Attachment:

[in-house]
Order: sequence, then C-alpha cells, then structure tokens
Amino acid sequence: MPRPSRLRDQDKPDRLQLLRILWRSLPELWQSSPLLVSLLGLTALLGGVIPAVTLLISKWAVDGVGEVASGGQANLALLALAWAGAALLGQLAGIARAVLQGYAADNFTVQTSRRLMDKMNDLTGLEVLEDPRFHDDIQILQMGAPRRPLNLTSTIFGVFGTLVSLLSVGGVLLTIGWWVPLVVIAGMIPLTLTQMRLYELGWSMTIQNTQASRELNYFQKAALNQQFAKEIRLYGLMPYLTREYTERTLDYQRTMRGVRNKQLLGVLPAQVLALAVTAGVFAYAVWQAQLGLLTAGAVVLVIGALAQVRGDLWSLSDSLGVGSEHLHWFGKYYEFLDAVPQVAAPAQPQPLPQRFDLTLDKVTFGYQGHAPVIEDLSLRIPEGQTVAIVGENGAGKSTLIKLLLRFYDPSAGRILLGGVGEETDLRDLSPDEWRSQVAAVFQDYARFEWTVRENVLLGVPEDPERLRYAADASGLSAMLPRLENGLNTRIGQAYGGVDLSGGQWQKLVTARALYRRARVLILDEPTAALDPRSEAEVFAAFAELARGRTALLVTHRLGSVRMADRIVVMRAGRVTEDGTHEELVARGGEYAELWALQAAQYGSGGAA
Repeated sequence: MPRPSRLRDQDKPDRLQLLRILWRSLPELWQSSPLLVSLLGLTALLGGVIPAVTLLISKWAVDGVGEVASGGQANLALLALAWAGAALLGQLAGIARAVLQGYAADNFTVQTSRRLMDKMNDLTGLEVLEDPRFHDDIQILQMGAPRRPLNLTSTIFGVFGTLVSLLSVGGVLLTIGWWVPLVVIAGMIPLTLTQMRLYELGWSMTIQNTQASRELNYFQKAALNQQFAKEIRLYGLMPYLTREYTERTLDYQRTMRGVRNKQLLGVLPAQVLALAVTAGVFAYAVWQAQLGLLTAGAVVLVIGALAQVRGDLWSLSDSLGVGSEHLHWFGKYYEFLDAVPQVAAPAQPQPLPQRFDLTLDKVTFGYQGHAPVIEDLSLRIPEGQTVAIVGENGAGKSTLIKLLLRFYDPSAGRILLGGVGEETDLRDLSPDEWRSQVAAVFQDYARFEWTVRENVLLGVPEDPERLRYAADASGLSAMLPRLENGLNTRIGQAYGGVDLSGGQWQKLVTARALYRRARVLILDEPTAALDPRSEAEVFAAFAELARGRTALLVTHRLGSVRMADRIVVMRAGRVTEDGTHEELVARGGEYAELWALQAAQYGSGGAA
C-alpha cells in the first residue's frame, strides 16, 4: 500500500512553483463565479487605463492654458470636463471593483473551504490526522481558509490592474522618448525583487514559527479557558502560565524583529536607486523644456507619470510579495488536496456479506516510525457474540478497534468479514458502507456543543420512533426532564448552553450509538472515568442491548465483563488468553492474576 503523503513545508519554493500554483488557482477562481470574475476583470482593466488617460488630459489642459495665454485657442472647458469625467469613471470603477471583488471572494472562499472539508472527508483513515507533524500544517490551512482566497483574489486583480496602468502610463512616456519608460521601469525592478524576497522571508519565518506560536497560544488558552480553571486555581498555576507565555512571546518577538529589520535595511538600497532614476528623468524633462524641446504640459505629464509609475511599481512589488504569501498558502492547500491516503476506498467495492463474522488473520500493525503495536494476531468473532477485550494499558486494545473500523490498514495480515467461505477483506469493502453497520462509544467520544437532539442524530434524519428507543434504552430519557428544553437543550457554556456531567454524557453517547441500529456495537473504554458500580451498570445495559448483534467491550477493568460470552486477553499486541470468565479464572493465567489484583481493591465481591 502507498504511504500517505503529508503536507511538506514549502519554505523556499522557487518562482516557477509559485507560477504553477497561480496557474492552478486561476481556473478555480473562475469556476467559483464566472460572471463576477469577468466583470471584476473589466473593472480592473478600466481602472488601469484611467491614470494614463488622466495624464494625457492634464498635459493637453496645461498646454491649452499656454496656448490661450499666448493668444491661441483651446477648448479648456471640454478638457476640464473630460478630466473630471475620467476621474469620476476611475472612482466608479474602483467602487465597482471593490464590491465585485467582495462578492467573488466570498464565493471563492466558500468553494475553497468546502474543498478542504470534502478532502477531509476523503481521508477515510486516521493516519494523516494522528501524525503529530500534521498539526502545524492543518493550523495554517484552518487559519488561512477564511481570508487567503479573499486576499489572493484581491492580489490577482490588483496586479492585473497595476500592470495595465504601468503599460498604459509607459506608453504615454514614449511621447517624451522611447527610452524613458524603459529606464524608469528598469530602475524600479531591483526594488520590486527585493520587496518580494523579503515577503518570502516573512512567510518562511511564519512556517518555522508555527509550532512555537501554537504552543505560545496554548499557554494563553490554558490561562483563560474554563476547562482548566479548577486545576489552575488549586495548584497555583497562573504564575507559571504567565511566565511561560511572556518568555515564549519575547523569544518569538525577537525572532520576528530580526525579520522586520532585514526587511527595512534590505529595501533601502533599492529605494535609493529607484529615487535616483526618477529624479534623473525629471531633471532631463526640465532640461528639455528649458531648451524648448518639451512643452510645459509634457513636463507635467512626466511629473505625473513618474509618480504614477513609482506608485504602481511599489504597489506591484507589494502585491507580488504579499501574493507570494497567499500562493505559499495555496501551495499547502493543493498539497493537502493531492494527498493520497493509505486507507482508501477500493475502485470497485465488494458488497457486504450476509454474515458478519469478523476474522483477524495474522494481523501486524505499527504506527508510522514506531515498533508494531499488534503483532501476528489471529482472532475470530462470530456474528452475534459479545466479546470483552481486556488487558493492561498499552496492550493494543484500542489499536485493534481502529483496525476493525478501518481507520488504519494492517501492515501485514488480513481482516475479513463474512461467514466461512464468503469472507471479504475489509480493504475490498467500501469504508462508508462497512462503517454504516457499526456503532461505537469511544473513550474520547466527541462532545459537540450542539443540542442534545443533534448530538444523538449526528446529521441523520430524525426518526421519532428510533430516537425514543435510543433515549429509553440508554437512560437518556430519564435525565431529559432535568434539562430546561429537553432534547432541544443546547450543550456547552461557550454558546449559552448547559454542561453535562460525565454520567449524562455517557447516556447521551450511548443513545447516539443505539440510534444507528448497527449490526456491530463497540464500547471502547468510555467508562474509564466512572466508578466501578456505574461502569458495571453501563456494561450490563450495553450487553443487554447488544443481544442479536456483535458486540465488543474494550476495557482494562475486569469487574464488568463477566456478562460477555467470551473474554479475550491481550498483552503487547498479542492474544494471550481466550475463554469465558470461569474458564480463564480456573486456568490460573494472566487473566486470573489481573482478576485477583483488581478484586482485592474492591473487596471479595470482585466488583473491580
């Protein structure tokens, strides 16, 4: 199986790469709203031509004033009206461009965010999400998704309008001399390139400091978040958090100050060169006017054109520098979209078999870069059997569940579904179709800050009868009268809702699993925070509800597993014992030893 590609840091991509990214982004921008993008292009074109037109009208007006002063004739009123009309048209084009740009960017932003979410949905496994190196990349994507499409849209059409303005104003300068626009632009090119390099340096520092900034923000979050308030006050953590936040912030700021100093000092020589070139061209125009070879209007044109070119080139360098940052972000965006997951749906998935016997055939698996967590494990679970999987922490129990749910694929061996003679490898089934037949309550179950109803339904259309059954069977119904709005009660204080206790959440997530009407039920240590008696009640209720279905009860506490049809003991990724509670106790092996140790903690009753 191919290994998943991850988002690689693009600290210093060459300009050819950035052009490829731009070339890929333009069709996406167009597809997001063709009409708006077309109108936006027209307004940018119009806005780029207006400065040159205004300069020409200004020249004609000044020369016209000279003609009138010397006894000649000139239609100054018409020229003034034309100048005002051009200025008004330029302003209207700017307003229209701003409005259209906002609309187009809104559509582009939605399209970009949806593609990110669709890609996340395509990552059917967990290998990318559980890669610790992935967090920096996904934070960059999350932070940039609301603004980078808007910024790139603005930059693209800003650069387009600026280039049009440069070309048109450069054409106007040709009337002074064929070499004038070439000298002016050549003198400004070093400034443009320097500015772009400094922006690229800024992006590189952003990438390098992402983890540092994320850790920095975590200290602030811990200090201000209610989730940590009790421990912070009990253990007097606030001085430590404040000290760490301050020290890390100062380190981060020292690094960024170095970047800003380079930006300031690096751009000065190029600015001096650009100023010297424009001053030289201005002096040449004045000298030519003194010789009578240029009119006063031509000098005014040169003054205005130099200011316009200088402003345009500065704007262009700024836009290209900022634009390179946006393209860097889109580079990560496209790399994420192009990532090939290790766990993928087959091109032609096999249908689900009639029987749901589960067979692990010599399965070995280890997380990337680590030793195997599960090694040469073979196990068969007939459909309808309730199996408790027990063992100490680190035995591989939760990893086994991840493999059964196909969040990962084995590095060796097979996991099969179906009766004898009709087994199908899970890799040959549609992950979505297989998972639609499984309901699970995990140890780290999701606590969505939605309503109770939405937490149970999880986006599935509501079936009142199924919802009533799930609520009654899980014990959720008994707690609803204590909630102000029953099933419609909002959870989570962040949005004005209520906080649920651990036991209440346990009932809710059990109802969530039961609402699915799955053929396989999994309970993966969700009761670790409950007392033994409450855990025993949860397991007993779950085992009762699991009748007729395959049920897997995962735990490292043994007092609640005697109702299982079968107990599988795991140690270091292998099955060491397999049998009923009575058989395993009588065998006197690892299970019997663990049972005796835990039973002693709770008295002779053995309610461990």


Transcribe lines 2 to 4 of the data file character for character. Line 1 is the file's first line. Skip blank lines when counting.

Order: sequence, then C-alpha cells, then structure tokens
Amino acid sequence: MPRPSRLRDQDKPDRLQLLRILWRSLPELWQSSPLLVSLLGLTALLGGVIPAVTLLISKWAVDGVGEVASGGQANLALLALAWAGAALLGQLAGIARAVLQGYAADNFTVQTSRRLMDKMNDLTGLEVLEDPRFHDDIQILQMGAPRRPLNLTSTIFGVFGTLVSLLSVGGVLLTIGWWVPLVVIAGMIPLTLTQMRLYELGWSMTIQNTQASRELNYFQKAALNQQFAKEIRLYGLMPYLTREYTERTLDYQRTMRGVRNKQLLGVLPAQVLALAVTAGVFAYAVWQAQLGLLTAGAVVLVIGALAQVRGDLWSLSDSLGVGSEHLHWFGKYYEFLDAVPQVAAPAQPQPLPQRFDLTLDKVTFGYQGHAPVIEDLSLRIPEGQTVAIVGENGAGKSTLIKLLLRFYDPSAGRILLGGVGEETDLRDLSPDEWRSQVAAVFQDYARFEWTVRENVLLGVPEDPERLRYAADASGLSAMLPRLENGLNTRIGQAYGGVDLSGGQWQKLVTARALYRRARVLILDEPTAALDPRSEAEVFAAFAELARGRTALLVTHRLGSVRMADRIVVMRAGRVTEDGTHEELVARGGEYAELWALQAAQYGSGGAA
Repeated sequence: MPRPSRLRDQDKPDRLQLLRILWRSLPELWQSSPLLVSLLGLTALLGGVIPAVTLLISKWAVDGVGEVASGGQANLALLALAWAGAALLGQLAGIARAVLQGYAADNFTVQTSRRLMDKMNDLTGLEVLEDPRFHDDIQILQMGAPRRPLNLTSTIFGVFGTLVSLLSVGGVLLTIGWWVPLVVIAGMIPLTLTQMRLYELGWSMTIQNTQASRELNYFQKAALNQQFAKEIRLYGLMPYLTREYTERTLDYQRTMRGVRNKQLLGVLPAQVLALAVTAGVFAYAVWQAQLGLLTAGAVVLVIGALAQVRGDLWSLSDSLGVGSEHLHWFGKYYEFLDAVPQVAAPAQPQPLPQRFDLTLDKVTFGYQGHAPVIEDLSLRIPEGQTVAIVGENGAGKSTLIKLLLRFYDPSAGRILLGGVGEETDLRDLSPDEWRSQVAAVFQDYARFEWTVRENVLLGVPEDPERLRYAADASGLSAMLPRLENGLNTRIGQAYGGVDLSGGQWQKLVTARALYRRARVLILDEPTAALDPRSEAEVFAAFAELARGRTALLVTHRLGSVRMADRIVVMRAGRVTEDGTHEELVARGGEYAELWALQAAQYGSGGAA